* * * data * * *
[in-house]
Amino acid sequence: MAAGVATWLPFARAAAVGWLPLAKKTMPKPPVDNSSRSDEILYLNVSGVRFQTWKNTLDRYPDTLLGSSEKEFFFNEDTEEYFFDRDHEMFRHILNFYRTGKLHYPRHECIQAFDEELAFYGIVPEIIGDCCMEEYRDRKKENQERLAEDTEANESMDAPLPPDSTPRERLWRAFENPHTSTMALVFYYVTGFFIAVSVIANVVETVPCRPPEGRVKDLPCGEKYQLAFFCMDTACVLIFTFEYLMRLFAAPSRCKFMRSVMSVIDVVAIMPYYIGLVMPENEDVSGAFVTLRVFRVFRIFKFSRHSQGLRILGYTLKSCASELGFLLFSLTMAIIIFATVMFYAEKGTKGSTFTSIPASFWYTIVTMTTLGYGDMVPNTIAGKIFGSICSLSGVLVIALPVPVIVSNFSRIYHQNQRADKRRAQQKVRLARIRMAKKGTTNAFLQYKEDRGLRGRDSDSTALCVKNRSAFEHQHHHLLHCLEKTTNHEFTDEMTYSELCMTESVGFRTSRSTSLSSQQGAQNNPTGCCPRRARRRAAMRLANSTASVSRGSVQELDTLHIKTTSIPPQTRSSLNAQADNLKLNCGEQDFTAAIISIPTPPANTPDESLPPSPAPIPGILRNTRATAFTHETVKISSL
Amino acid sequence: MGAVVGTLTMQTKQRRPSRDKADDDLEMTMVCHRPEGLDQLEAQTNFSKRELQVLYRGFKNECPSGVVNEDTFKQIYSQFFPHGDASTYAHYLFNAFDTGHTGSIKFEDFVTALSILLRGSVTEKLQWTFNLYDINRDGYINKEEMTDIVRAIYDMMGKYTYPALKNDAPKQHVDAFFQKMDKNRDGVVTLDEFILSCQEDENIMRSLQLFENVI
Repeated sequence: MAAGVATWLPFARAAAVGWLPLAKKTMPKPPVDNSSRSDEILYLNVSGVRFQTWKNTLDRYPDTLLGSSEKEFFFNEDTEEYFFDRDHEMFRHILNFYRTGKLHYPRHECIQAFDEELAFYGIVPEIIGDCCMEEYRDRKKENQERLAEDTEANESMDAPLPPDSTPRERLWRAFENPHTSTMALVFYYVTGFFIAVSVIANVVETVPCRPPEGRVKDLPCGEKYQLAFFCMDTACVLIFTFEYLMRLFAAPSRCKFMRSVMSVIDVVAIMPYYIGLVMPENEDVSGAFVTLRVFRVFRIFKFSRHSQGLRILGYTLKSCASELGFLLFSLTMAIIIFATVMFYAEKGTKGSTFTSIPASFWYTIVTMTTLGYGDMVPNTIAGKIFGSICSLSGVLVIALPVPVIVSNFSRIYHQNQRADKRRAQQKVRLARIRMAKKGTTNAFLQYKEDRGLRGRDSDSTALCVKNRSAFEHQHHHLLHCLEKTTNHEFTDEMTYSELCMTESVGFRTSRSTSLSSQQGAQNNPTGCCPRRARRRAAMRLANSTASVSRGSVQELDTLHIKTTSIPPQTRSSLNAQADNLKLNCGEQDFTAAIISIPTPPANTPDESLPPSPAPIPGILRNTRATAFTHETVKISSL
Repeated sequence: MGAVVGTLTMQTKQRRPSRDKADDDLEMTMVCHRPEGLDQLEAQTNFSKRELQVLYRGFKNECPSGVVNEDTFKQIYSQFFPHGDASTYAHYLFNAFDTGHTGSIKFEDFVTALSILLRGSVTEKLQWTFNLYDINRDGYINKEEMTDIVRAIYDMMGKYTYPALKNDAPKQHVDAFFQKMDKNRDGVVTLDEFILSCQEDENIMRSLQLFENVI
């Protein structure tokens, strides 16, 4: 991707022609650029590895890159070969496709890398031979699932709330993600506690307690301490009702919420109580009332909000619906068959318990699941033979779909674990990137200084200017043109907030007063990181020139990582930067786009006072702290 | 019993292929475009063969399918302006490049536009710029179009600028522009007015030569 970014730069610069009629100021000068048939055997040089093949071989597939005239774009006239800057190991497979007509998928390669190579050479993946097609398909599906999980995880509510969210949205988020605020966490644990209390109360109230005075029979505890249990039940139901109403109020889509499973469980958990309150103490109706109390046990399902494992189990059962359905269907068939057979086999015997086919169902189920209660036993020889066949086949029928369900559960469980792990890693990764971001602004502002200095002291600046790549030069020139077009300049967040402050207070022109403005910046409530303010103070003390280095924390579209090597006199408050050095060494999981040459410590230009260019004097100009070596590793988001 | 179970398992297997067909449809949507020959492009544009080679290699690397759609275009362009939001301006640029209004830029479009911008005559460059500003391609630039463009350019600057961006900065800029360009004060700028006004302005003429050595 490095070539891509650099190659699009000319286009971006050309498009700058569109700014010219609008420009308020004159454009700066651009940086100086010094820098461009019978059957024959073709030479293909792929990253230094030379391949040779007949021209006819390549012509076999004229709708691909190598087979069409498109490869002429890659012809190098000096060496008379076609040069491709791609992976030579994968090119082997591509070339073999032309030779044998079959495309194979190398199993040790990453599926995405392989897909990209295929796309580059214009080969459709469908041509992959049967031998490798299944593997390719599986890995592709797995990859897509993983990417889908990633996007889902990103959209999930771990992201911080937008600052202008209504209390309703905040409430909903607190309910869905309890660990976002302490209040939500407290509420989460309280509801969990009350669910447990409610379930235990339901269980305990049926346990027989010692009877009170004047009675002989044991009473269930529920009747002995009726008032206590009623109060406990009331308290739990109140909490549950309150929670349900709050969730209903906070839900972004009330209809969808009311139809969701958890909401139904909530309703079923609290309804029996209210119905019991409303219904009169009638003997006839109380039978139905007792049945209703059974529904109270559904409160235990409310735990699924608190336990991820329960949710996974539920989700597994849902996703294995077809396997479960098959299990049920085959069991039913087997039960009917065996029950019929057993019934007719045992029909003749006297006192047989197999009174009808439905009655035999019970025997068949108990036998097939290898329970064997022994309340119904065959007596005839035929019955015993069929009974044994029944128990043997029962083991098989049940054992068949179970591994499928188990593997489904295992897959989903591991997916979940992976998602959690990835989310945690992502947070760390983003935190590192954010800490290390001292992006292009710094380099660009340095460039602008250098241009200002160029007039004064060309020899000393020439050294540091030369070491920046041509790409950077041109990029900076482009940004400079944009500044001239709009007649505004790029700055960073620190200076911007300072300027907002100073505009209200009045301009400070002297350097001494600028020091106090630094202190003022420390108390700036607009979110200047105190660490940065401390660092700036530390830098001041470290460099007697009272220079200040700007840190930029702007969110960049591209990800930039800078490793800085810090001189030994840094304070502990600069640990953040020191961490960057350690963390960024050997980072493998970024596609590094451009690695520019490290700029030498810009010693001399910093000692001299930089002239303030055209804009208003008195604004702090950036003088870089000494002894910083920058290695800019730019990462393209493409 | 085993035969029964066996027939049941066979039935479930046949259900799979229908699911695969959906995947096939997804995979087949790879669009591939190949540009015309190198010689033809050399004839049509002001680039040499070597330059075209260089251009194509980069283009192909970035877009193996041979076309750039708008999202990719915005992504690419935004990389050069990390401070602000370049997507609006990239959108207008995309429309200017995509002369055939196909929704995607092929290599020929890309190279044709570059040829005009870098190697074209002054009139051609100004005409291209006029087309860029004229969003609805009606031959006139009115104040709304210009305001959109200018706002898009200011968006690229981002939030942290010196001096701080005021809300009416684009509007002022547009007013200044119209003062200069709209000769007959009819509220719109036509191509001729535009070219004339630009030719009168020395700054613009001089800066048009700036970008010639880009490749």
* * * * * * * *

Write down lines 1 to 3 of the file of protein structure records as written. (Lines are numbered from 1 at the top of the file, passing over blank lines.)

[in-house]
Amino acid sequence: MAAGVATWLPFARAAAVGWLPLAKKTMPKPPVDNSSRSDEILYLNVSGVRFQTWKNTLDRYPDTLLGSSEKEFFFNEDTEEYFFDRDHEMFRHILNFYRTGKLHYPRHECIQAFDEELAFYGIVPEIIGDCCMEEYRDRKKENQERLAEDTEANESMDAPLPPDSTPRERLWRAFENPHTSTMALVFYYVTGFFIAVSVIANVVETVPCRPPEGRVKDLPCGEKYQLAFFCMDTACVLIFTFEYLMRLFAAPSRCKFMRSVMSVIDVVAIMPYYIGLVMPENEDVSGAFVTLRVFRVFRIFKFSRHSQGLRILGYTLKSCASELGFLLFSLTMAIIIFATVMFYAEKGTKGSTFTSIPASFWYTIVTMTTLGYGDMVPNTIAGKIFGSICSLSGVLVIALPVPVIVSNFSRIYHQNQRADKRRAQQKVRLARIRMAKKGTTNAFLQYKEDRGLRGRDSDSTALCVKNRSAFEHQHHHLLHCLEKTTNHEFTDEMTYSELCMTESVGFRTSRSTSLSSQQGAQNNPTGCCPRRARRRAAMRLANSTASVSRGSVQELDTLHIKTTSIPPQTRSSLNAQADNLKLNCGEQDFTAAIISIPTPPANTPDESLPPSPAPIPGILRNTRATAFTHETVKISSL
Amino acid sequence: MGAVVGTLTMQTKQRRPSRDKADDDLEMTMVCHRPEGLDQLEAQTNFSKRELQVLYRGFKNECPSGVVNEDTFKQIYSQFFPHGDASTYAHYLFNAFDTGHTGSIKFEDFVTALSILLRGSVTEKLQWTFNLYDINRDGYINKEEMTDIVRAIYDMMGKYTYPALKNDAPKQHVDAFFQKMDKNRDGVVTLDEFILSCQEDENIMRSLQLFENVI